Dating from the first American congress, which was nearly coincident with the first appearance of Morphy, we have witnessed, then, what may be called a renaissance of chess. In these thirty years clubs have multiplied, strong players have been developed in considerable numbers, and the journals and other periodicals that assign regular space to the game have largely increased. It is true that the measure of that attention has varied. New York newspapers, for example, for some years gave daily space to chess, and have lately omitted to do so; but several of the metropolitan dailies furnish weekly discussions of the pastime, a large number of regular weeklies do the same, there are magazines of monthly issue exclusively devoted to it, and there is one weekly published in New York of a like character.

As to chess clubs, New Orleans, in point of numbers of membership, as befits the birthplace of Morphy, leads the van. The New Orleans Chess Club has 700 members. The Manhattan Chess Club of New York follows with 200. The New York Chess Club has 150. The Brooklyn Chess Club 100; a similar number is boasted by the Boston Chess Club; while the Franklin Club of Philadelphia has but 85. The Chicago Chess Club has 97. The Providence club shows 75 members, and that of Newark 60. There are in New York city four chess clubs, the Columbia, the Jeffersonian, the Turn Verein, and La Bourdonnais, with smaller memberships than those we have enumerated. Besides those named, there are active clubs in Baltimore, Richmond, Milwaukee, Pittsburgh, Albany, Cincinnati, St. Louis, Washington, Nashville, Denver, Louisville, Toledo, Atlanta, and a score of other towns where the sport is practised, and the fire before the altar of Caissa is never suffered to grow cold.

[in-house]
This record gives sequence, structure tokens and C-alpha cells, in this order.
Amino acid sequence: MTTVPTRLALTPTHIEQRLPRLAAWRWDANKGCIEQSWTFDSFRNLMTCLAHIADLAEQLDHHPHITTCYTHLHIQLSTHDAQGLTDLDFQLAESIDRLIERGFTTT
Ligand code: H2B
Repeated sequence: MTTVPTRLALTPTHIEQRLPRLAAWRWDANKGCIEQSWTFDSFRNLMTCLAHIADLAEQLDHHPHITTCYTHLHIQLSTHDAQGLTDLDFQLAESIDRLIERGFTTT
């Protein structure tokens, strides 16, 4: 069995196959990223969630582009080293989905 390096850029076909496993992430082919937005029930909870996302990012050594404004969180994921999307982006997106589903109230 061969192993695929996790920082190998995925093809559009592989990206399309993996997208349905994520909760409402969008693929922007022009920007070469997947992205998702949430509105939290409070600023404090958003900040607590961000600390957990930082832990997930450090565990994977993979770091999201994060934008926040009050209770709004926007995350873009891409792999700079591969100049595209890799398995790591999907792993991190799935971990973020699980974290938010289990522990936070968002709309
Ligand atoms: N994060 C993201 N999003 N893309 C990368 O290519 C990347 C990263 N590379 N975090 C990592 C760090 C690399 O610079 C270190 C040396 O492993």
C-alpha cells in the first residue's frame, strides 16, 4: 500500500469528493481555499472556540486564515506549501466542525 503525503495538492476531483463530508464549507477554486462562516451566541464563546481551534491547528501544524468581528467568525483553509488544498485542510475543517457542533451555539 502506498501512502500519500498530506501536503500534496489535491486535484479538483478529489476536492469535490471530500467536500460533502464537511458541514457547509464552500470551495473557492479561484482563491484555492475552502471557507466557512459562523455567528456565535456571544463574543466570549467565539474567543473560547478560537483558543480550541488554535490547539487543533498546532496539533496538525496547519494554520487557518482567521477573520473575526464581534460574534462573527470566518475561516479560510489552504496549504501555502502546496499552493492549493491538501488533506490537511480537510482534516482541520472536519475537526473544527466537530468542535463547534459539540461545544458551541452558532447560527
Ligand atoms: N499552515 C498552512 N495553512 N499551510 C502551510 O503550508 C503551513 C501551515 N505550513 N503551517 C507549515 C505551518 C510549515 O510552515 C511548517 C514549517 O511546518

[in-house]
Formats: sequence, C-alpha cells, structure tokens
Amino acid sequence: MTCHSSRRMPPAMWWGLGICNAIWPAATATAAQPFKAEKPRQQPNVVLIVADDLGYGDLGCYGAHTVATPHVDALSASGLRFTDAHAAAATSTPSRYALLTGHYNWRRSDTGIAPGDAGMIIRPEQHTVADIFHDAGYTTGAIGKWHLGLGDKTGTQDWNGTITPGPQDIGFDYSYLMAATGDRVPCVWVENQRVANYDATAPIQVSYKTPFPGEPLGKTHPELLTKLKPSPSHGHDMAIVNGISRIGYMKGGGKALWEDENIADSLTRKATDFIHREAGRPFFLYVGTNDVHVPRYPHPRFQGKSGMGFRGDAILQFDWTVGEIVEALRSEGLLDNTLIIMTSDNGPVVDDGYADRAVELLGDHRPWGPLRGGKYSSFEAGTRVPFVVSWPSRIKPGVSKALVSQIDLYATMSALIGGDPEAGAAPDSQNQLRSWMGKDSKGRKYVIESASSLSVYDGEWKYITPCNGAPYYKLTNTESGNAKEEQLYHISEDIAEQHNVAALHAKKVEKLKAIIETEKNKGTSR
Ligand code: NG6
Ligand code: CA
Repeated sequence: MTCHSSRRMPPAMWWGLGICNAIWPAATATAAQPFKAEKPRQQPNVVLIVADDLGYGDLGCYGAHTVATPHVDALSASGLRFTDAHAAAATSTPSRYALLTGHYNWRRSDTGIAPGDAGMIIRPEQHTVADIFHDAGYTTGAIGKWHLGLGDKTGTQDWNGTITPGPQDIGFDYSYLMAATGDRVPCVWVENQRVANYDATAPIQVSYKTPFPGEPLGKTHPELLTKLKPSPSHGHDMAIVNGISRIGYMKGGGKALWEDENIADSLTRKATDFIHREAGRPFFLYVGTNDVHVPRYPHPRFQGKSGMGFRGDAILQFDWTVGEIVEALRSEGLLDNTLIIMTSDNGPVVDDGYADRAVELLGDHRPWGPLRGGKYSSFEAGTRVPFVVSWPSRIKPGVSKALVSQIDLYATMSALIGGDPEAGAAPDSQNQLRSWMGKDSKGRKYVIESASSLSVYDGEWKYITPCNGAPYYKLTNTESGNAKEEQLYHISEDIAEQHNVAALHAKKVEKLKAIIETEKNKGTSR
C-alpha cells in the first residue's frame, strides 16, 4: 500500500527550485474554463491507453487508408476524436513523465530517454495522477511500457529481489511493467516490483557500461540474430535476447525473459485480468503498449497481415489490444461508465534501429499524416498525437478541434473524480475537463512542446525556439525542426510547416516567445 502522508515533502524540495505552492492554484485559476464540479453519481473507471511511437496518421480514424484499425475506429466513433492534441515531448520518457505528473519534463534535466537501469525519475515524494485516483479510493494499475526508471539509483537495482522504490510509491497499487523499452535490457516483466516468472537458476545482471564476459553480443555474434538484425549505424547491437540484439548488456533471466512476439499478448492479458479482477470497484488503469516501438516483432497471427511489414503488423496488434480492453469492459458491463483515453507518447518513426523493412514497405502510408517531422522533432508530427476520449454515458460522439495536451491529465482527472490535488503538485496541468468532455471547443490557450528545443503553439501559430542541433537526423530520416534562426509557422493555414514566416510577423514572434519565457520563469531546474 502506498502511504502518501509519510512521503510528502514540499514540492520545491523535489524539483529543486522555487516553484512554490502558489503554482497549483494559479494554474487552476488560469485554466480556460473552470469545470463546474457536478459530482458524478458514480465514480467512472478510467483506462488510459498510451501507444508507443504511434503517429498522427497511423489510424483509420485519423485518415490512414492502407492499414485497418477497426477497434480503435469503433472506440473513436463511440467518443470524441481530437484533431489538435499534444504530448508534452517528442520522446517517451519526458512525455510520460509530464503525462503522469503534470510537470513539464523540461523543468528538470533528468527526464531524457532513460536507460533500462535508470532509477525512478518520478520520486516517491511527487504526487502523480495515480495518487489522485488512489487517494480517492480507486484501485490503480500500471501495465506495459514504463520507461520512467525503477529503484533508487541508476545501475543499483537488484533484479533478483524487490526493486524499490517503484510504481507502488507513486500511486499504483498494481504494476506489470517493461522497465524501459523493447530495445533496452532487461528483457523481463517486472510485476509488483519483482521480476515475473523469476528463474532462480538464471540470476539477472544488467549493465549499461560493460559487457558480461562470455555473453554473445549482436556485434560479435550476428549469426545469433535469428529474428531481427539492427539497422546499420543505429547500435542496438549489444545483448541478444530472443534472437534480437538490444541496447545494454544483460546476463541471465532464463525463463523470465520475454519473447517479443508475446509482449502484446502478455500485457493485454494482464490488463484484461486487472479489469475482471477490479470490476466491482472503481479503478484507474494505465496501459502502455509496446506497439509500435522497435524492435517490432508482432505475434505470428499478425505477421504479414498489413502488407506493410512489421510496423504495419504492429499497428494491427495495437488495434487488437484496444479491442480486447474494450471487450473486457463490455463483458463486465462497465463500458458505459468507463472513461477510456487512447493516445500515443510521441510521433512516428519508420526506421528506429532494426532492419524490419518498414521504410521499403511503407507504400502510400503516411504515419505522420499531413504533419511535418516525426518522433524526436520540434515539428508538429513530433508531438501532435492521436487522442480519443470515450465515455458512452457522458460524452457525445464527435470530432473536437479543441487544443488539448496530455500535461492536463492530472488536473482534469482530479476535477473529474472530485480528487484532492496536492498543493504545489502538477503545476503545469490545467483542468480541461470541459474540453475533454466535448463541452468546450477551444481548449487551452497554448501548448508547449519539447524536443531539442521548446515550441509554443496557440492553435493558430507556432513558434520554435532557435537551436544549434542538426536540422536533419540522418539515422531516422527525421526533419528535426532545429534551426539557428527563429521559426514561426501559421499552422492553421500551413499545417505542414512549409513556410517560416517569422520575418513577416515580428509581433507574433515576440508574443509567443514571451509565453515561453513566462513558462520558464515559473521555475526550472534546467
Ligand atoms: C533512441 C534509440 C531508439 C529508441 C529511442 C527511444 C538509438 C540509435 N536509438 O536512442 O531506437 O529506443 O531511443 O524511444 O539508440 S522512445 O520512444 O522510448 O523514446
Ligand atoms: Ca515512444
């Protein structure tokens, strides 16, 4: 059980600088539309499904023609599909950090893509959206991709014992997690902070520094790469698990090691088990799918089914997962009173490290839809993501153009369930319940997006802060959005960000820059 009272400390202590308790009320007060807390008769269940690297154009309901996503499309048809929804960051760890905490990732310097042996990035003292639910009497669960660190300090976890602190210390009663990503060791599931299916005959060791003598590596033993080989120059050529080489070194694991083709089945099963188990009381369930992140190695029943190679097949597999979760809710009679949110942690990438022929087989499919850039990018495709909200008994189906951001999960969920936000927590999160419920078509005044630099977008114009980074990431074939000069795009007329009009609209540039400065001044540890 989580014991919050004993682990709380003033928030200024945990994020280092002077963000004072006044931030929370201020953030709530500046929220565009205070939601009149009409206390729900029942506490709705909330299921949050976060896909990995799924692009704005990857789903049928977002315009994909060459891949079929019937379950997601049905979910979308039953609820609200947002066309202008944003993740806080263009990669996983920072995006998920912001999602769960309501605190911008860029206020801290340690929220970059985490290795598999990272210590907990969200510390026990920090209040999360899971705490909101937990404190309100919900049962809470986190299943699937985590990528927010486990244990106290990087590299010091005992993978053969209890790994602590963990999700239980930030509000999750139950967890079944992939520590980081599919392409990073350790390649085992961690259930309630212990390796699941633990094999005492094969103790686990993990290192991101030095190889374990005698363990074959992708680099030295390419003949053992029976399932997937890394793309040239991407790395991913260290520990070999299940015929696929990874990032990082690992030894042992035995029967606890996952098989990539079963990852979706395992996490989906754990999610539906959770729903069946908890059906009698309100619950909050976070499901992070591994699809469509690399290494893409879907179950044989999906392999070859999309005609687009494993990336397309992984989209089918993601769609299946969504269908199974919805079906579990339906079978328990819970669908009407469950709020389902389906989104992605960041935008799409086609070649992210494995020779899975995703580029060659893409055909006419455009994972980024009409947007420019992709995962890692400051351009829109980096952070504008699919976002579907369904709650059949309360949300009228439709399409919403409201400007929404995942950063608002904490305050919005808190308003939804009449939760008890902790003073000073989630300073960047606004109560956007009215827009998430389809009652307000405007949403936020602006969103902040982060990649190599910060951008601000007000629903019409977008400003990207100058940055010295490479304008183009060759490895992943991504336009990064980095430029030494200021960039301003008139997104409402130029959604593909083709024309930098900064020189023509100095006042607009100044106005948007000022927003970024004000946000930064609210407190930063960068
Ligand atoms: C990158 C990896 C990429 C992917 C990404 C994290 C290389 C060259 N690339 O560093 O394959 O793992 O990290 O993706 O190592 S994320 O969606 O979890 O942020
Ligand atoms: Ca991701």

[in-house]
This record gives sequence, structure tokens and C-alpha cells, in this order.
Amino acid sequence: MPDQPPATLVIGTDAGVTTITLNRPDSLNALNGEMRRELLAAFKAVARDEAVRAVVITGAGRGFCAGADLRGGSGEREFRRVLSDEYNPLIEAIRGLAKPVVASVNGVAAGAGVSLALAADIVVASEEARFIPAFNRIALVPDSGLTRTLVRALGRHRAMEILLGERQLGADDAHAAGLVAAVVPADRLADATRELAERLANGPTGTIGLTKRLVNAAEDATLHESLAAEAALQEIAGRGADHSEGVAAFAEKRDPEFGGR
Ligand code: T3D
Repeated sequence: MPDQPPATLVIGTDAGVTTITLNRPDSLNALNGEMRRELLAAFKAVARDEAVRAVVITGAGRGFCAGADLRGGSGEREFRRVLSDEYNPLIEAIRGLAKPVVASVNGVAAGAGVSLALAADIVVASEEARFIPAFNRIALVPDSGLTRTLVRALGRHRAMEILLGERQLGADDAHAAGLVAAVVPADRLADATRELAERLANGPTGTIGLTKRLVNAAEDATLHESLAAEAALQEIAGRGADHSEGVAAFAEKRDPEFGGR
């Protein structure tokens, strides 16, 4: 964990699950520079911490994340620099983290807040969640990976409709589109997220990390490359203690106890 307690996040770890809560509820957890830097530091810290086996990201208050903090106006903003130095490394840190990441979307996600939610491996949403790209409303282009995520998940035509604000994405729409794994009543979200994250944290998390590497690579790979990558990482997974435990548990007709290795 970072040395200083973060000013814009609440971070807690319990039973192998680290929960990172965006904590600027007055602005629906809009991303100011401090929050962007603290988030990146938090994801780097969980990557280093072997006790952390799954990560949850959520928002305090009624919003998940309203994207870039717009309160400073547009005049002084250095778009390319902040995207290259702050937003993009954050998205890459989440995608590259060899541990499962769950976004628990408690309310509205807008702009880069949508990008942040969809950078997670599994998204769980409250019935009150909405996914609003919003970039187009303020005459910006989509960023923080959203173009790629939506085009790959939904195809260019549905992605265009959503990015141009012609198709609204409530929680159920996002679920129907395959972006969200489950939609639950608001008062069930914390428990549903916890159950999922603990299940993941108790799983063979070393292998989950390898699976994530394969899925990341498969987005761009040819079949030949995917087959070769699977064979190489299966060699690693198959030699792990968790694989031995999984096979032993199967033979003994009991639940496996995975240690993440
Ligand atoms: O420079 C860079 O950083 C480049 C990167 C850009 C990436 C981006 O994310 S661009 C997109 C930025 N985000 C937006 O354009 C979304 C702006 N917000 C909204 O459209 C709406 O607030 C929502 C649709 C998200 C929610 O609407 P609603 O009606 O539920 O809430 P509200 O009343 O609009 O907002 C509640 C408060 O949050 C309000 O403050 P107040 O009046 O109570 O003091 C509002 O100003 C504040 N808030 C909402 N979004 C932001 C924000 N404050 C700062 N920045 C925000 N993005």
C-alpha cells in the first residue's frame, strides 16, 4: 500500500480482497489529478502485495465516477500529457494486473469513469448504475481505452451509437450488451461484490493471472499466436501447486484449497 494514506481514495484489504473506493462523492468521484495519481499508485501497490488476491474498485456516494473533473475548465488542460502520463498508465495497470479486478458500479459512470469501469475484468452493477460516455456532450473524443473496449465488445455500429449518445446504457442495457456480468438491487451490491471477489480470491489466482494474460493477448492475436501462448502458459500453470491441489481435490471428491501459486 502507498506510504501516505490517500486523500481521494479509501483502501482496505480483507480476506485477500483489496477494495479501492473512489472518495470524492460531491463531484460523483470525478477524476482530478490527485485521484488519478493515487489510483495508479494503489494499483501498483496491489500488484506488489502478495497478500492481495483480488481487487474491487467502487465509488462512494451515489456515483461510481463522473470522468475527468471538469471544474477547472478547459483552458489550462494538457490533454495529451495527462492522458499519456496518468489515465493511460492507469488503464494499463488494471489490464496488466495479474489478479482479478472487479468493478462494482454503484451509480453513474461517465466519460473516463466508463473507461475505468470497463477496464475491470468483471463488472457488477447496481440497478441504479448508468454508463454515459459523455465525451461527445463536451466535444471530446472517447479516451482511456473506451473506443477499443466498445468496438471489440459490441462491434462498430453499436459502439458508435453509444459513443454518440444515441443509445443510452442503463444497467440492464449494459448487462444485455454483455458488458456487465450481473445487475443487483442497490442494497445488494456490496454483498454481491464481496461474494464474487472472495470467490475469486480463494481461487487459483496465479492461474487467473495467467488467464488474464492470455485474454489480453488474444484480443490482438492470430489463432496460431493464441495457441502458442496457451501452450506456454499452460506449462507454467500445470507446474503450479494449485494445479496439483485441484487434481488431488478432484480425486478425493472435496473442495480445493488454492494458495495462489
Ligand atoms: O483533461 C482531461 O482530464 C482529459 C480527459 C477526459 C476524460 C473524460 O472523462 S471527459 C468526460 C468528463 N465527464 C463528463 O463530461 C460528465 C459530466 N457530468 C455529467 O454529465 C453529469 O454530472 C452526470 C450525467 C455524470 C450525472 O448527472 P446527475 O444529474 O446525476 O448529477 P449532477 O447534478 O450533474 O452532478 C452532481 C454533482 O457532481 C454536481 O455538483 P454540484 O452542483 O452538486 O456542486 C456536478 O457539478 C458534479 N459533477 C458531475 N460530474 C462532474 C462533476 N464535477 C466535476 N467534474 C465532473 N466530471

It must be confessed, however, that in some quarters at least it had burned of late rather low, when a recent event, and one hitherto without example, has caused it to blaze up anew with all its former radiance. This consisted in the winning in the summer of 1887, by an American representative, of the first prize at the International Chess Congress at Frankfort.

Who, some readers may ask, and what manner of man is he? and this, therefore, may now to advantage be set forth. Like many others, from Paul Jones to Ulysses Grant, who have in various fields upheld the national honor and shed lustre on our republican escutcheon, the chess champion comes of a sturdy Caledonian stock.

To be continued.
Read part II
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About the Author

This article by Henry Sedley is from HARPER'S NEW MONTHLY MAGAZINE (Volume LXXVI, December, 1887 to May, 1888), which is in the public domain.